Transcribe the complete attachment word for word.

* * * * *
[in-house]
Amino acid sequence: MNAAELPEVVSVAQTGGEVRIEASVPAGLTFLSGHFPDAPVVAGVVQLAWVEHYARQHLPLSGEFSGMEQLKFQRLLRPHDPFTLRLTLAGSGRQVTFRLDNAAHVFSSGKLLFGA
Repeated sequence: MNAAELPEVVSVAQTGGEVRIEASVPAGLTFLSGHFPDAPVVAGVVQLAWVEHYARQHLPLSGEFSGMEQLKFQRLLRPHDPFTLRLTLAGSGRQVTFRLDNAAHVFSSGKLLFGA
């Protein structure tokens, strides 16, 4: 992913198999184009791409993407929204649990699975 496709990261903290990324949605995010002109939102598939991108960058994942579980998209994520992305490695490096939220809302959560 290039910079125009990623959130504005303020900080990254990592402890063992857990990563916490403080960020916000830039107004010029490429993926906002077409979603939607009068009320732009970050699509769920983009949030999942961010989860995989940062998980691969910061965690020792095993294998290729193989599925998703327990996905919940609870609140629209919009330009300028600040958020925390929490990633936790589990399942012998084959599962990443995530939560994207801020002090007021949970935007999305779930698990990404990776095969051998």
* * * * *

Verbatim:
[in-house]
Amino acid sequence: MNAAELPEVVSVAQTGGEVRIEASVPAGLTFLSGHFPDAPVVAGVVQLAWVEHYARQHLPLSGEFSGMEQLKFQRLLRPHDPFTLRLTLAGSGRQVTFRLDNAAHVFSSGKLLFGA
Repeated sequence: MNAAELPEVVSVAQTGGEVRIEASVPAGLTFLSGHFPDAPVVAGVVQLAWVEHYARQHLPLSGEFSGMEQLKFQRLLRPHDPFTLRLTLAGSGRQVTFRLDNAAHVFSSGKLLFGA
């Protein structure tokens, strides 16, 4: 992913198999184009791409993407929204649990699975 496709990261903290990324949605995010002109939102598939991108960058994942579980998209994520992305490695490096939220809302959560 290039910079125009990623959130504005303020900080990254990592402890063992857990990563916490403080960020916000830039107004010029490429993926906002077409979603939607009068009320732009970050699509769920983009949030999942961010989860995989940062998980691969910061965690020792095993294998290729193989599925998703327990996905919940609870609140629209919009330009300028600040958020925390929490990633936790589990399942012998084959599962990443995530939560994207801020002090007021949970935007999305779930698990990404990776095969051998």